Go Tiaco vs Union Insurance Society of Canton

May 31, 2016 | Author: Abigail Dee | Category: Types, Business/Law
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Go Tiaco vs Union Insurance Society of Canton...


September 1, 1919 G.R. No. 13983 LA RAZON SOCIAL “GO TIAOCO Y HERMANOS,” plaintiff-appellant,

vs. UNION INSURANCE SOCIETY OF CANTON, LTD., defendant-appellee.

P. E. del Rosario and W. F. Mueller for appellant. Crossfield and O’Brien for appellee. Street,  J.:

This is an action on a policy of marine insurance issued by the Union Insurance Society of  Canton, Ltd., upon a cargo of rice belonging to the plaintiffs, Go Tiaoco Brothers, which was transported in the early days of May, 1915, on the steamship Hondagua from the port of  Saigon to Cebu. On discharging the rice from one of the compartments in the after hold, upon arrival at Cebu, it was discovered that one thousand four hundred seventy-three sacks and been damages by sea water. The loss so resulting to the owners of rice, after proper deduction had been made for the portion saved, was three thousand eight hundred seventy five pesos and twenty-five centavos (P3,875.25). The trial court found that the inflow of the sea water during the voyage was due to a defect in one of the drain pipes of the ship and concluded that the loss was not covered by the policy of insurance. Judgment was accordingly entered in favor of the defendant and the plaintiffs appealed. The facts with reference to the manner in which the sea water effected entrance into the hold may be summarized as follows, substantially in accordance with the findings of the trial court: The drain pipe which served as a discharge from the water closet passed down through the compartment where the rice in question was stowed and thence out to sea through the wall of the compartment, which was a part of the wall of the ship. The joint or elbow where the pipe changed its direction was of cast iron; and in course of time it had become corroded and abraded until a longitudinal opening had appeared in the pipe about one inch in length. This hole had been in existence before the voyage was begun, and an attempt had been made to repair it by filling with cement and bolting over it a strip of iron. The effect of  loading the boat was to submerge the vent, or orifice, of the pipe until it was about 18 inches or 2 feet below the level of the sea. As a consequence the sea water rose in the pipe. Navigation under these conditions resulted in the washing out of the cement-filling from the action of the sea water, thus permitting the continued flow of the salt water into the compartment of rice. The court found in effect that the opening above described had resulted in course of time from ordinary wear and tear and not from the straining of the ship in rough weather on that voyage. The court also found that the repairs that had been made on the pipe were slovenly and defective and that, by reason of the condition of this pipe, the ship was not properly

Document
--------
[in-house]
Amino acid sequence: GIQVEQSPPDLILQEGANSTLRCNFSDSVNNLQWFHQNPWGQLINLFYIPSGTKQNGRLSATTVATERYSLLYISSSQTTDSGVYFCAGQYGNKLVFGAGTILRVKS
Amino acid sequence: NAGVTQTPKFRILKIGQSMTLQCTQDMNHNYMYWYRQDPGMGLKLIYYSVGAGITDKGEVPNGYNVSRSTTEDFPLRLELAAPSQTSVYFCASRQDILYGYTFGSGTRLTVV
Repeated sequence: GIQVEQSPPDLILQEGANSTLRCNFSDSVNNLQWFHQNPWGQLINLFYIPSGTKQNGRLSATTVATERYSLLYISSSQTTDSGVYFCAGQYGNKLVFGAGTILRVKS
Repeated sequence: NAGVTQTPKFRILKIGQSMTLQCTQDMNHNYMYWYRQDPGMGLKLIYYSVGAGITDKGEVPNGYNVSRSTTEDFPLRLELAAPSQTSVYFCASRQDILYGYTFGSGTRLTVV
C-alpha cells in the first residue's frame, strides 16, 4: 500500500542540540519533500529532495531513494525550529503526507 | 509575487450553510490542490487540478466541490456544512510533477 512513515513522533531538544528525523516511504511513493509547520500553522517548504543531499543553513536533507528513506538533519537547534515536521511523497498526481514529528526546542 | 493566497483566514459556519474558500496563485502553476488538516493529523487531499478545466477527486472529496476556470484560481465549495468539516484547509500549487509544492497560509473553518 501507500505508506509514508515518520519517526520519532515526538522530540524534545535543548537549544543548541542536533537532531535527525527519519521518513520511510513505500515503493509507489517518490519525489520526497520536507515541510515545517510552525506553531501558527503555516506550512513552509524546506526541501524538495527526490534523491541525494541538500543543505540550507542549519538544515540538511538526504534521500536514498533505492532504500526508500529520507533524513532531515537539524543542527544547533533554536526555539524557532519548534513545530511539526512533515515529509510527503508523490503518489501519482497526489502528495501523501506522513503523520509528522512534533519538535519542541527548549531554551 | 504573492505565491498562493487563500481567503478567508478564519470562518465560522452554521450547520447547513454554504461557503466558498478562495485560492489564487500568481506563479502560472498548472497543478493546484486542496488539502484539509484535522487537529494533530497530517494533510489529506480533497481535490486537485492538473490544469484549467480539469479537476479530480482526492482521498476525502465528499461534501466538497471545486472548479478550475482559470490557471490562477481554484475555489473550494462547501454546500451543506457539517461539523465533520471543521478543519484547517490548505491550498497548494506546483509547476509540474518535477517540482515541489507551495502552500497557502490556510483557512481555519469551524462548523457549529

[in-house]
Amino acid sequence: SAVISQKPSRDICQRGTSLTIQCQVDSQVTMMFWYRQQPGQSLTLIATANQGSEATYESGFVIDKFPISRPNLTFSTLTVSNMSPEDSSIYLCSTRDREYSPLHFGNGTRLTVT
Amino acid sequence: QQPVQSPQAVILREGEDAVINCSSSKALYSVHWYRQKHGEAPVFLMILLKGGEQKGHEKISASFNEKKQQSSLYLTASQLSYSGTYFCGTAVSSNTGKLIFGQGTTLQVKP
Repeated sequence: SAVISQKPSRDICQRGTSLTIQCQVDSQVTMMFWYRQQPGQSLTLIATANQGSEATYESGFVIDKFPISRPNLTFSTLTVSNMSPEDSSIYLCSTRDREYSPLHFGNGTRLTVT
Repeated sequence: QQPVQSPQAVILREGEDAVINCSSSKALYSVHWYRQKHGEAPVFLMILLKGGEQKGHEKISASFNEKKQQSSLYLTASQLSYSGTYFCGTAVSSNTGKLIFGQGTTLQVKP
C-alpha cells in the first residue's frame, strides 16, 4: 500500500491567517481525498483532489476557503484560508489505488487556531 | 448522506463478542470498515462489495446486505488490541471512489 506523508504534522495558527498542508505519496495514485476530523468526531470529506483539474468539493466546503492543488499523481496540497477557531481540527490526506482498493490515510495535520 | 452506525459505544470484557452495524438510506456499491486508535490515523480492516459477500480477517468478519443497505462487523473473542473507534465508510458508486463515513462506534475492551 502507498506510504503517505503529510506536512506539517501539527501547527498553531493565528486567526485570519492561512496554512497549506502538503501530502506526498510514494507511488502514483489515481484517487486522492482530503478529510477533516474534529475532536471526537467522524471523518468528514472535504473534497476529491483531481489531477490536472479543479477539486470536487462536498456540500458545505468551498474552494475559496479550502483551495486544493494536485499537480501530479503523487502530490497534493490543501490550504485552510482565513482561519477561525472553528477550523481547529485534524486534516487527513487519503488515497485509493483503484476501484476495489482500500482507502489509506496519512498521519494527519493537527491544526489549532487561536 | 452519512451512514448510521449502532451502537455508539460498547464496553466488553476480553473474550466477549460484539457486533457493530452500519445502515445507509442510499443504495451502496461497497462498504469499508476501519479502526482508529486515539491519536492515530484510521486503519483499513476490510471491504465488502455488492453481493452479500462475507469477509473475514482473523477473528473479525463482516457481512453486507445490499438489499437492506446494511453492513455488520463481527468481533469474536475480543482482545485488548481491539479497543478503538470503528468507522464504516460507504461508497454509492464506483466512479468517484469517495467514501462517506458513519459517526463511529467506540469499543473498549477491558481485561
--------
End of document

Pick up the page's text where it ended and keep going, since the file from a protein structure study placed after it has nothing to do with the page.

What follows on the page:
equipped to receive the rice at the time the voyage was begun. For this reason the court held that the ship was unseaworthy. The policy of insurance was signed upon a form long in use among companies engaged in maritime insurance. It purports to insure the cargo from the following among other risks:  “Perils . . . of the seas, men of war, fire, enemies, pirates, rovers, thieves, jettisons, . . . barratry of the master and mariners, and of all other perils, losses, and misfortunes that have or shall come to the hurt, detriment, or damage of the said goods and merchandise or any part thereof.”  The question whether the insurer is liable on this policy for the loss caused in the manner above stated presents two phases which are in a manner involved with each other. One has reference to the meaning of the expression “perils of the seas and all other perils, losses, and misfortunes,” as used in the policy; the other has reference to the implied warranty, on the part of the insured, as to the seaworthiness of the ship. The meaning of the expression “perils . . . of the seas . . . and all other perils, losses, and misfortunes,” used in describing the risks covered by policies of marine insurance, has been the subject of frequent discussion; and certain propositions relative thereto are now so generally accepted as to be considered definitely settled. In the first place it is determined that the words “all other perils, losses, and misfortunes”  are to be interpreted as covering risks which are of like kind (ejusdem generis) with the particular risks which are enumerated in the preceding part of the same clause of the contract. “According to the ordinary rules of construction,” said Lord Macnaghten in Thames and Mersey Marine Insurance Co. vs. Hamilton, Fraser & Co. ([1887]), 12 A. C., 484, 501),  “these words must be interpreted with reference to the words which immediately precede them. They were no doubt inserted in order to prevent disputes founded on nice distinctions. Their office is to cover in terms whatever may be within the spirit of the cases previously enumerated, and so they have a greater or less effect as a narrower or broader view is taken of those cases. For example, if the expression ‘perils of the seas’ is given its widest sense the general words have little or no effect as applied to that case. If no the other hand that expression is to receive a limited construction, as apparently it did in Cullen vs. Butler (5 M. & S., 461), and loss by perils of the seas is to be confined to loss ex marinae tempestatis discrimine, the general words become most important. But still, ever since the case of Cullen vs. Butler, when they first became the subject of judicial construction, they have always been held or assumed to be restricted to cases ‘akin to’ or resembling’ or ‘of the same kind as’ those specially mentioned. I see no reason for departing from this settled rule. In marine insurance it is above all things necessary to abide by settled rules and to avoid anything like novel refinements or a new departure.”  It must be considered to be settled, furthermore, that a loss which, in the ordinary course of  events, results from the natural and inevitable action of the sea, from the ordinary wear and